Folk Art is an old fashion means of describing art work by artists that are largely self taught or without formal training. The field has included terms such as Naïve, untrained, Folk Traditions (quilts), Outsider Art, Art Brut (art by institutionalized people) and a myriad of other concepts but in general, we enjoy the fact that many self taught artists throughout history have been have produced highly sophisticated, individual expression that we enjoy.
Collecting American Folk Art began formally on the East Coast in the 1920s, with a few collectors and dealers in Boston and New York that focused on the early “limners” (naïve or untrained portrait painters). The first Museum shows date from the early 1930s and was held at the Newark Museum, The Museum of Modern Art and the Whitney. We choose to include all possibilities falling under this broad rubric and to trust our eyes.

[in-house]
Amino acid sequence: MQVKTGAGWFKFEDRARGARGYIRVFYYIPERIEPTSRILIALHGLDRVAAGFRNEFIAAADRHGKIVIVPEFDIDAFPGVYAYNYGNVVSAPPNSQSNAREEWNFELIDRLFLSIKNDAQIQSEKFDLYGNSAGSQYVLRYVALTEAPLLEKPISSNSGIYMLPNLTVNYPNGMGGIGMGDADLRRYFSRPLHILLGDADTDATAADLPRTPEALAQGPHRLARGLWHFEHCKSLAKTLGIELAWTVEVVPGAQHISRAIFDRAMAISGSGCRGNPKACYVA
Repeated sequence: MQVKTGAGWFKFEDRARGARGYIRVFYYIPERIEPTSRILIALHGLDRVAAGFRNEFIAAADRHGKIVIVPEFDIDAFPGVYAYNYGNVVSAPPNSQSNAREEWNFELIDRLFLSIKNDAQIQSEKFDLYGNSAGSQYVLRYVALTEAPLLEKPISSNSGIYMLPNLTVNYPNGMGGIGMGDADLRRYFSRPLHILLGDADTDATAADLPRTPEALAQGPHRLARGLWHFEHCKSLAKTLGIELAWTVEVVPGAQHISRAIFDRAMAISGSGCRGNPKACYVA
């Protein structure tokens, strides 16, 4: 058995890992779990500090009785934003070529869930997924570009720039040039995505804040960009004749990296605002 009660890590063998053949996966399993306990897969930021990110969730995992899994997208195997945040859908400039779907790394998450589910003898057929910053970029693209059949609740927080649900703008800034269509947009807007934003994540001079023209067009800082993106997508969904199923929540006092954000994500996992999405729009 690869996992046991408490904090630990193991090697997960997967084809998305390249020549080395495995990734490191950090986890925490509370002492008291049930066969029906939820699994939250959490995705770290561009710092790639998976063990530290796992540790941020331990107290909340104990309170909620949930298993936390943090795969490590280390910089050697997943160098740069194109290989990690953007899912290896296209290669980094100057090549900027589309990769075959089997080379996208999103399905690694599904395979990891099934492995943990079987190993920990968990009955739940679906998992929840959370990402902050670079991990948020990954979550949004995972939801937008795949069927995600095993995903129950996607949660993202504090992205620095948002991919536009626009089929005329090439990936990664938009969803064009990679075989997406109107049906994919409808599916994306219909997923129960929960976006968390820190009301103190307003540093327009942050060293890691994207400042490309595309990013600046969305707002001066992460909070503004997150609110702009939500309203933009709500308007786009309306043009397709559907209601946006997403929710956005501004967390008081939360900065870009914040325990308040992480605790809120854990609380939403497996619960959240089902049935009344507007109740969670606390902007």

We generally seek whimsical images that catch our attention with color, humor, surface, tradition, irony, story telling or a didactic component.
We have had a long-term interest in traditional American folk arts and self-trained artists. We might have works of any stripe on hand including quilts, paintings, animal carvings or mystery pieces made from wire or other repurposed materials.